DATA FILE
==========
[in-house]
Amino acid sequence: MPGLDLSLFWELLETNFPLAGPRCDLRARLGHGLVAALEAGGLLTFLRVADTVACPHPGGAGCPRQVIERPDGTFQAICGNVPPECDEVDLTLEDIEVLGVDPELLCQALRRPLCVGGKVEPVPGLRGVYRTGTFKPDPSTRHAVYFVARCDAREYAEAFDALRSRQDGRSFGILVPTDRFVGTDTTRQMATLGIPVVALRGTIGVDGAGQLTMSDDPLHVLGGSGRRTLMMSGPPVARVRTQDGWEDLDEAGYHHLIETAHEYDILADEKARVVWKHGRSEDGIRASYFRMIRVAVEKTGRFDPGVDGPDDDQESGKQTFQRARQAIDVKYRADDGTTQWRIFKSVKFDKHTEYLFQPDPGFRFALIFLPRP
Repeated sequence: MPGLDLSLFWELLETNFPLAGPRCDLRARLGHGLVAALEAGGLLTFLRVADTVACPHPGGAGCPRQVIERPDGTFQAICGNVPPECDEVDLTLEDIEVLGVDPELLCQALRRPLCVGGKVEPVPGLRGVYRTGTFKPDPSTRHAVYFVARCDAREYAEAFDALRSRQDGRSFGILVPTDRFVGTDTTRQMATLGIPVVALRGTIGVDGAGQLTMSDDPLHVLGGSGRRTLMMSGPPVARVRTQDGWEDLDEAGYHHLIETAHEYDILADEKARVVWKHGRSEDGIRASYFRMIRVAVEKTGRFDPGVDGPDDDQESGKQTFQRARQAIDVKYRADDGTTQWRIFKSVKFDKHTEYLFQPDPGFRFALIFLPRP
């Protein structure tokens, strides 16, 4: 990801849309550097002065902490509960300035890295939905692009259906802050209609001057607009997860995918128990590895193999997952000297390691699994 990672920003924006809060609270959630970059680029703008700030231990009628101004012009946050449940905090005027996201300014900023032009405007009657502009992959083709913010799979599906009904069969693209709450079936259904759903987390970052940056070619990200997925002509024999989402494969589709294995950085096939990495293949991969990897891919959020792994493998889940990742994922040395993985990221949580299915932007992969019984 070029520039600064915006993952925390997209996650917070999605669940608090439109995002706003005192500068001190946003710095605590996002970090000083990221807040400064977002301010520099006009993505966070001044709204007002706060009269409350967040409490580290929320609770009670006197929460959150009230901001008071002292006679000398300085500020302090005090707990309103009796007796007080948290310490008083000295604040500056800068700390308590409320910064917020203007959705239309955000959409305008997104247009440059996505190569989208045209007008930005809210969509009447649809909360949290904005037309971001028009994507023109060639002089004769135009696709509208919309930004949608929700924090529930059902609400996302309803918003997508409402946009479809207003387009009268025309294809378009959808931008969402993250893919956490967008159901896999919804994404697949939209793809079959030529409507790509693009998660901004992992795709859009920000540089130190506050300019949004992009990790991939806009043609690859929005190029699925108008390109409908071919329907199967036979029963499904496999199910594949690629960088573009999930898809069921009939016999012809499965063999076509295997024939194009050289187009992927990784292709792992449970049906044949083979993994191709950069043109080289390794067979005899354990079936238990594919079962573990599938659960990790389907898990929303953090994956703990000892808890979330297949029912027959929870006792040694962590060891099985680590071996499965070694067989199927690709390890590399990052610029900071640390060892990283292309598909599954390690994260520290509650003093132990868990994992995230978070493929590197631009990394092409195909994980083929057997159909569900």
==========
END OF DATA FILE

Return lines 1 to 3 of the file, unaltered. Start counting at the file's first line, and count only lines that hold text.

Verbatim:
[in-house]
Amino acid sequence: MPGLDLSLFWELLETNFPLAGPRCDLRARLGHGLVAALEAGGLLTFLRVADTVACPHPGGAGCPRQVIERPDGTFQAICGNVPPECDEVDLTLEDIEVLGVDPELLCQALRRPLCVGGKVEPVPGLRGVYRTGTFKPDPSTRHAVYFVARCDAREYAEAFDALRSRQDGRSFGILVPTDRFVGTDTTRQMATLGIPVVALRGTIGVDGAGQLTMSDDPLHVLGGSGRRTLMMSGPPVARVRTQDGWEDLDEAGYHHLIETAHEYDILADEKARVVWKHGRSEDGIRASYFRMIRVAVEKTGRFDPGVDGPDDDQESGKQTFQRARQAIDVKYRADDGTTQWRIFKSVKFDKHTEYLFQPDPGFRFALIFLPRP
Repeated sequence: MPGLDLSLFWELLETNFPLAGPRCDLRARLGHGLVAALEAGGLLTFLRVADTVACPHPGGAGCPRQVIERPDGTFQAICGNVPPECDEVDLTLEDIEVLGVDPELLCQALRRPLCVGGKVEPVPGLRGVYRTGTFKPDPSTRHAVYFVARCDAREYAEAFDALRSRQDGRSFGILVPTDRFVGTDTTRQMATLGIPVVALRGTIGVDGAGQLTMSDDPLHVLGGSGRRTLMMSGPPVARVRTQDGWEDLDEAGYHHLIETAHEYDILADEKARVVWKHGRSEDGIRASYFRMIRVAVEKTGRFDPGVDGPDDDQESGKQTFQRARQAIDVKYRADDGTTQWRIFKSVKFDKHTEYLFQPDPGFRFALIFLPRP